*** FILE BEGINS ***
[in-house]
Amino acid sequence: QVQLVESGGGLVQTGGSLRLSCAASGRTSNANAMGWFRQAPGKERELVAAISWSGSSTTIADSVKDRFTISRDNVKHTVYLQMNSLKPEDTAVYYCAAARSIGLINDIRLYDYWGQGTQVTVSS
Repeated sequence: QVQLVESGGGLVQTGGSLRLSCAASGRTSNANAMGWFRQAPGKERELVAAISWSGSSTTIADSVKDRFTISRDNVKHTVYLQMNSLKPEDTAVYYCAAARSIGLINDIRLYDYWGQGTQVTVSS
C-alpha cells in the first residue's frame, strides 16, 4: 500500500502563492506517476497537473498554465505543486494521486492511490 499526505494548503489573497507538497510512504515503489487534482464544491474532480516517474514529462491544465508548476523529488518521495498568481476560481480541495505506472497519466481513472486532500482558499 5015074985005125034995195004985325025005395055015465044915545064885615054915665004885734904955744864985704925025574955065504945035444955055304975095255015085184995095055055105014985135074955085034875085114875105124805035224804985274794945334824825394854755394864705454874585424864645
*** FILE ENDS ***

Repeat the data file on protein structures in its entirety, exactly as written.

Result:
[in-house]
Amino acid sequence: QVQLVESGGGLVQTGGSLRLSCAASGRTSNANAMGWFRQAPGKERELVAAISWSGSSTTIADSVKDRFTISRDNVKHTVYLQMNSLKPEDTAVYYCAAARSIGLINDIRLYDYWGQGTQVTVSS
Repeated sequence: QVQLVESGGGLVQTGGSLRLSCAASGRTSNANAMGWFRQAPGKERELVAAISWSGSSTTIADSVKDRFTISRDNVKHTVYLQMNSLKPEDTAVYYCAAARSIGLINDIRLYDYWGQGTQVTVSS
C-alpha cells in the first residue's frame, strides 16, 4: 500500500502563492506517476497537473498554465505543486494521486492511490 499526505494548503489573497507538497510512504515503489487534482464544491474532480516517474514529462491544465508548476523529488518521495498568481476560481480541495505506472497519466481513472486532500482558499 5015074985005125034995195004985325025005395055015465044915545064885615054915665004885734904955744864985704925025574955065504945035444955055304975095255015085184995095055055105014985135074955085034875085114875105124805035224804985274794945334824825394854755394864705454874585424864645